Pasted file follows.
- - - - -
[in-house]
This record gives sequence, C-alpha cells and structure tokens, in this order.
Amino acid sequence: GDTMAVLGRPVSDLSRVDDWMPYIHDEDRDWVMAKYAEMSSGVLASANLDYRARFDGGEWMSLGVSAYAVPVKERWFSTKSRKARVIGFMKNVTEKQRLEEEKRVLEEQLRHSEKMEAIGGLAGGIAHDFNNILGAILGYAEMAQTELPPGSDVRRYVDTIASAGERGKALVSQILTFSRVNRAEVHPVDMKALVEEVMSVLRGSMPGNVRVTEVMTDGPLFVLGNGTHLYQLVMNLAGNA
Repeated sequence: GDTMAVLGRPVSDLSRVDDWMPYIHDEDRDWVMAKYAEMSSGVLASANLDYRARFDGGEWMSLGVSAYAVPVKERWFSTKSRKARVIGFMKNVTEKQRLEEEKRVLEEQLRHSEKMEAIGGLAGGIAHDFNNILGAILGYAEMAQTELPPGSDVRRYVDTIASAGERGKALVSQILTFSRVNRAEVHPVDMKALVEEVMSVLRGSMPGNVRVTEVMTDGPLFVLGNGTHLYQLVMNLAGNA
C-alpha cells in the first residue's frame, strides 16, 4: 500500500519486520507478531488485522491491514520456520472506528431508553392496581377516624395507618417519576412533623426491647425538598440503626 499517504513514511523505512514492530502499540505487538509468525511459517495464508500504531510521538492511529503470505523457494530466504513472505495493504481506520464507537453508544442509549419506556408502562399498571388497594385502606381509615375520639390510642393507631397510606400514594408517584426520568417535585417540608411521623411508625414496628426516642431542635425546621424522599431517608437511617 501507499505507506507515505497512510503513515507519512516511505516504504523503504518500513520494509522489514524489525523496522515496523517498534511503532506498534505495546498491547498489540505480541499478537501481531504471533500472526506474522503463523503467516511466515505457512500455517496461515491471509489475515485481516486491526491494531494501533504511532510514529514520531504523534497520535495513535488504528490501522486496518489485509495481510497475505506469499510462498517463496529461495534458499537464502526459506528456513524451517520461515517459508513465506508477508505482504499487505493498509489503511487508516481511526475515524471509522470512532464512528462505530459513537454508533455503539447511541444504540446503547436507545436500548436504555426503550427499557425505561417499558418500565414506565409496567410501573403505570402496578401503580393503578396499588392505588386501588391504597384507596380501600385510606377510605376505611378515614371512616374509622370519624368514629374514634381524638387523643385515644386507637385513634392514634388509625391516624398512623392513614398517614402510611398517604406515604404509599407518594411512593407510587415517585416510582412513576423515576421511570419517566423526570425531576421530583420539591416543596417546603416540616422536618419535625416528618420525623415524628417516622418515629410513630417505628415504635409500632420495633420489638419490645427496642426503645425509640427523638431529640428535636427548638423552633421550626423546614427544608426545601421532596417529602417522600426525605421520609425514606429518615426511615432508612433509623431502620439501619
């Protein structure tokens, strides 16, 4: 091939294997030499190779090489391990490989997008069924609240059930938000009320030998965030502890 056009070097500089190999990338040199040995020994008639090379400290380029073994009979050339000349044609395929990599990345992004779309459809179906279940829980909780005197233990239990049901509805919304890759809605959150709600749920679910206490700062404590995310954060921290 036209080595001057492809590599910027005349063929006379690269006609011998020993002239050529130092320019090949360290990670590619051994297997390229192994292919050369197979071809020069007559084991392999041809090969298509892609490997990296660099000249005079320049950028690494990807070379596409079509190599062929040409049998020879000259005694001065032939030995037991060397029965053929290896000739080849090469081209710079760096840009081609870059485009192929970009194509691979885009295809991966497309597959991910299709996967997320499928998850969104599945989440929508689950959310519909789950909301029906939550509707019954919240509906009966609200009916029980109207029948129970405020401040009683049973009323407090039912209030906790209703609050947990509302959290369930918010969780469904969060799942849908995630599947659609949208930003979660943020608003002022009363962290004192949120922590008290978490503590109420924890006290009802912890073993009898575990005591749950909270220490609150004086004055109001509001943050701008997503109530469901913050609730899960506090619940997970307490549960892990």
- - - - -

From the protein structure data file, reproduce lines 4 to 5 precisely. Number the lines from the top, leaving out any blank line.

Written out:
Repeated sequence: GDTMAVLGRPVSDLSRVDDWMPYIHDEDRDWVMAKYAEMSSGVLASANLDYRARFDGGEWMSLGVSAYAVPVKERWFSTKSRKARVIGFMKNVTEKQRLEEEKRVLEEQLRHSEKMEAIGGLAGGIAHDFNNILGAILGYAEMAQTELPPGSDVRRYVDTIASAGERGKALVSQILTFSRVNRAEVHPVDMKALVEEVMSVLRGSMPGNVRVTEVMTDGPLFVLGNGTHLYQLVMNLAGNA
C-alpha cells in the first residue's frame, strides 16, 4: 500500500519486520507478531488485522491491514520456520472506528431508553392496581377516624395507618417519576412533623426491647425538598440503626 499517504513514511523505512514492530502499540505487538509468525511459517495464508500504531510521538492511529503470505523457494530466504513472505495493504481506520464507537453508544442509549419506556408502562399498571388497594385502606381509615375520639390510642393507631397510606400514594408517584426520568417535585417540608411521623411508625414496628426516642431542635425546621424522599431517608437511617 501507499505507506507515505497512510503513515507519512516511505516504504523503504518500513520494509522489514524489525523496522515496523517498534511503532506498534505495546498491547498489540505480541499478537501481531504471533500472526506474522503463523503467516511466515505457512500455517496461515491471509489475515485481516486491526491494531494501533504511532510514529514520531504523534497520535495513535488504528490501522486496518489485509495481510497475505506469499510462498517463496529461495534458499537464502526459506528456513524451517520461515517459508513465506508477508505482504499487505493498509489503511487508516481511526475515524471509522470512532464512528462505530459513537454508533455503539447511541444504540446503547436507545436500548436504555426503550427499557425505561417499558418500565414506565409496567410501573403505570402496578401503580393503578396499588392505588386501588391504597384507596380501600385510606377510605376505611378515614371512616374509622370519624368514629374514634381524638387523643385515644386507637385513634392514634388509625391516624398512623392513614398517614402510611398517604406515604404509599407518594411512593407510587415517585416510582412513576423515576421511570419517566423526570425531576421530583420539591416543596417546603416540616422536618419535625416528618420525623415524628417516622418515629410513630417505628415504635409500632420495633420489638419490645427496642426503645425509640427523638431529640428535636427548638423552633421550626423546614427544608426545601421532596417529602417522600426525605421520609425514606429518615426511615432508612433509623431502620439501619